Thursday, February 09, 2006

Recent Threads from the Alaska Hunting Forum

Senate tentatively passes ATV bill

The Alaska State Senate on Wednesday passed SB85 which would open up the TransAlaska pipeline corridor to ATVs and snowmachines, according to the Anchorage Daily News. The margin of passage was slim: 11-9, and one senator has served notice of reconsideration, which could mean the Senate could take up the bill again before transmitting it to the Alaska House of Representatives.

Tuesday, February 07, 2006

Comment on hunting regulations proposals due soon

Comment on proposed changes in the Alaska hunting regulations are due in just a few weeks. The Alaska Board of Game will be meeting March 10-20 on Interior Region proposals. Comments must be received by 5 PM on 24 February to be included in Board members workbooks. Proposals to be considered by the Board will potentially change moose, caribou, Dall sheep, bison, brown and black bear, and other regulations.

Friday, February 03, 2006

Board of Game concludes winter meeting

The Alaska Board of Game concluded its winter meeting in Anchorage on January 30. Probably the most significant action it took was allowing the sale of brown and black bear hides taken in certain areas of the state. The Board also passed a regulation changed based on a proposal to repeal or modify the sheep sealing requirements. ADF&G has a complete list of the board's actions. These actions can be best understood in reference to the proposal booklet.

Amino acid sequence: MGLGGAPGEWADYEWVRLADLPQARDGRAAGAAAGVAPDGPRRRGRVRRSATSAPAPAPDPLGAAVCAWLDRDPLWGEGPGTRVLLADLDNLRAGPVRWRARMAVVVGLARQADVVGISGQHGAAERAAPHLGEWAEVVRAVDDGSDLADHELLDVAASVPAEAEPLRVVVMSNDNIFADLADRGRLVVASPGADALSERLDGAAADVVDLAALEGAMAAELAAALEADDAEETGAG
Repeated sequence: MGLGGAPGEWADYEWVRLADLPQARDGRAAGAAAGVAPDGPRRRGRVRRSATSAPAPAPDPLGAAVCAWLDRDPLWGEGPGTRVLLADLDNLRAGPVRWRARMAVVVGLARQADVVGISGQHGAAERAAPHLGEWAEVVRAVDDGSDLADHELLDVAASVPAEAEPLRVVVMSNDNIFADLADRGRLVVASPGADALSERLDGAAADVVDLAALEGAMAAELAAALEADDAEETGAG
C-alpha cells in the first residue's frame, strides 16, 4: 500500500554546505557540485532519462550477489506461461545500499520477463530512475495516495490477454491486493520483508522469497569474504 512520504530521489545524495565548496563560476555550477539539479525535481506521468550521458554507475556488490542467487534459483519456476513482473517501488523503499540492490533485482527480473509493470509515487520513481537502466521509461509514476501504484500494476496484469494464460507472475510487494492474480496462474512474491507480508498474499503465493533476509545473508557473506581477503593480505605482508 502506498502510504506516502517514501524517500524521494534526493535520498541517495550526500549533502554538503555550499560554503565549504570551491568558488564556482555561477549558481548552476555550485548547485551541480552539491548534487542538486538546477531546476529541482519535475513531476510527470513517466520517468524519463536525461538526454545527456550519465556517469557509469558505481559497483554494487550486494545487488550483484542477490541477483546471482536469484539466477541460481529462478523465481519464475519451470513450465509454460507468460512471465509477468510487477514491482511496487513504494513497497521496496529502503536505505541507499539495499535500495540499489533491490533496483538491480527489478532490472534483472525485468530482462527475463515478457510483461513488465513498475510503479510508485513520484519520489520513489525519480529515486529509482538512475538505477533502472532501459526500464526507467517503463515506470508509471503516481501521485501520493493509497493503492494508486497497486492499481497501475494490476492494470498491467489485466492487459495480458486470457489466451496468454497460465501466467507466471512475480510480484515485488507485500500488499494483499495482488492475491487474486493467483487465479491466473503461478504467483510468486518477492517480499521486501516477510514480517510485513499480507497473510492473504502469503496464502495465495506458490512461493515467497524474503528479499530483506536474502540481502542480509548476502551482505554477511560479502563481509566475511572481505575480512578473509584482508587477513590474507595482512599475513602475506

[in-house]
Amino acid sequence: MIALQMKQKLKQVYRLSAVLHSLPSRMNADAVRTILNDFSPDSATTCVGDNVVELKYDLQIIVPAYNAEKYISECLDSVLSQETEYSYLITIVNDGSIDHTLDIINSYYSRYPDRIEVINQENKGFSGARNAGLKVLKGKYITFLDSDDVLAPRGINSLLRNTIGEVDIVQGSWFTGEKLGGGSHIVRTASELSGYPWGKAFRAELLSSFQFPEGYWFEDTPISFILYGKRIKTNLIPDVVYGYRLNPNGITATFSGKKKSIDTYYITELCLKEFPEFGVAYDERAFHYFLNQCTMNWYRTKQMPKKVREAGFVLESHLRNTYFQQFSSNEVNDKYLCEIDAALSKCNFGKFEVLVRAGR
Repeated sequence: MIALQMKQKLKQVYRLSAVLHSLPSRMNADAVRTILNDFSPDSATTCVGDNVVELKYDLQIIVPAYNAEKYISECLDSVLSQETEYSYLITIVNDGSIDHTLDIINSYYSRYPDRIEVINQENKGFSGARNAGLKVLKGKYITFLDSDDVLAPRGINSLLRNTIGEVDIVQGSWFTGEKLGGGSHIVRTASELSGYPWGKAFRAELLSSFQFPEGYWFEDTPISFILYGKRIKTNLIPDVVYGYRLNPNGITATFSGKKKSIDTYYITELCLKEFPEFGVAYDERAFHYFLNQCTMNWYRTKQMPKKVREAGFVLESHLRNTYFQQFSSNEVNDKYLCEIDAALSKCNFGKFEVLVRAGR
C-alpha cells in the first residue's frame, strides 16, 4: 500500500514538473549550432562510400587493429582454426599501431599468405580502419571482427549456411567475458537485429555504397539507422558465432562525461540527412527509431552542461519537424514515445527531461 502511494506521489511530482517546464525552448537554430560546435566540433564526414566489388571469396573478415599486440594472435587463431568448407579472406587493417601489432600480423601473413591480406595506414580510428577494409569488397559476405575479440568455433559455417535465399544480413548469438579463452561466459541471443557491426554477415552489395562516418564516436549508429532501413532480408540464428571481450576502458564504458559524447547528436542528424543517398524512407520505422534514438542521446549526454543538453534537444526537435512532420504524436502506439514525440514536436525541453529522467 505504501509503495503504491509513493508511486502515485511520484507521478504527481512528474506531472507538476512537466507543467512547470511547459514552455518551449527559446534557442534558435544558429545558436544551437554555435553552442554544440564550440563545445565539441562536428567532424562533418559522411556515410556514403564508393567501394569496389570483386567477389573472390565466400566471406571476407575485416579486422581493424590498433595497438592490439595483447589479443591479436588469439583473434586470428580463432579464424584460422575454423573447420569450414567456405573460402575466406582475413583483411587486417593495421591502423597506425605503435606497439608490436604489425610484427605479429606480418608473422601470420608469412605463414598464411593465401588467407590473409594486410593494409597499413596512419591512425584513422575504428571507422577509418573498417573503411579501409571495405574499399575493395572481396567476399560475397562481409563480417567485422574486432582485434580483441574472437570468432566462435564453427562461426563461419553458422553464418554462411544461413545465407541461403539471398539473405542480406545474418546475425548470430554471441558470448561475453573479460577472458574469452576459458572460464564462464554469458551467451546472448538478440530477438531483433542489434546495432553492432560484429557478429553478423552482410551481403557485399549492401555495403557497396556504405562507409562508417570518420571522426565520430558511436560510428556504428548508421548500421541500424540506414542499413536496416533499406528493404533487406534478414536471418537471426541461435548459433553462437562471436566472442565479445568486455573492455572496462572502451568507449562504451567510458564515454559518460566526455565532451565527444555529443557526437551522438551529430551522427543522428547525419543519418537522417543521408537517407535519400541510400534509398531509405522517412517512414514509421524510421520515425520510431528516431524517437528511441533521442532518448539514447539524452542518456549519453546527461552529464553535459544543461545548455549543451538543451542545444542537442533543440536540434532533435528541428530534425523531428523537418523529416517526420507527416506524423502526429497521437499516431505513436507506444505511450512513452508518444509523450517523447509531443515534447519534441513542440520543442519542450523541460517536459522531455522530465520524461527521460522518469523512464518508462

Wednesday, February 01, 2006

Superior court refuses to halt wolf control program

According to the Anchorage Daily News, an Alaska Superior Court judge ruled Tuesday that the state of Alaska acted properly in establishing an emergency declaration that allowed the stalled wolf control program to be restarted. The same judge had closed the program down two weeks earlier citing that the Alaska Board of Game had failed to follow its own procedures. The judge had ruled on a suit that had been brought against the state by the Friends of Animals, and on Tuesday, ruled on a request for an injunction against the program.

The News reported that "Judge Sharon Gleason said the Board of Game was justified in creating a new wolf-control plan under an emergency declaration. She also said the board had made a good-faith effort to address the concerns she'd raised in a Jan. 17 ruling that temporarily halted the program."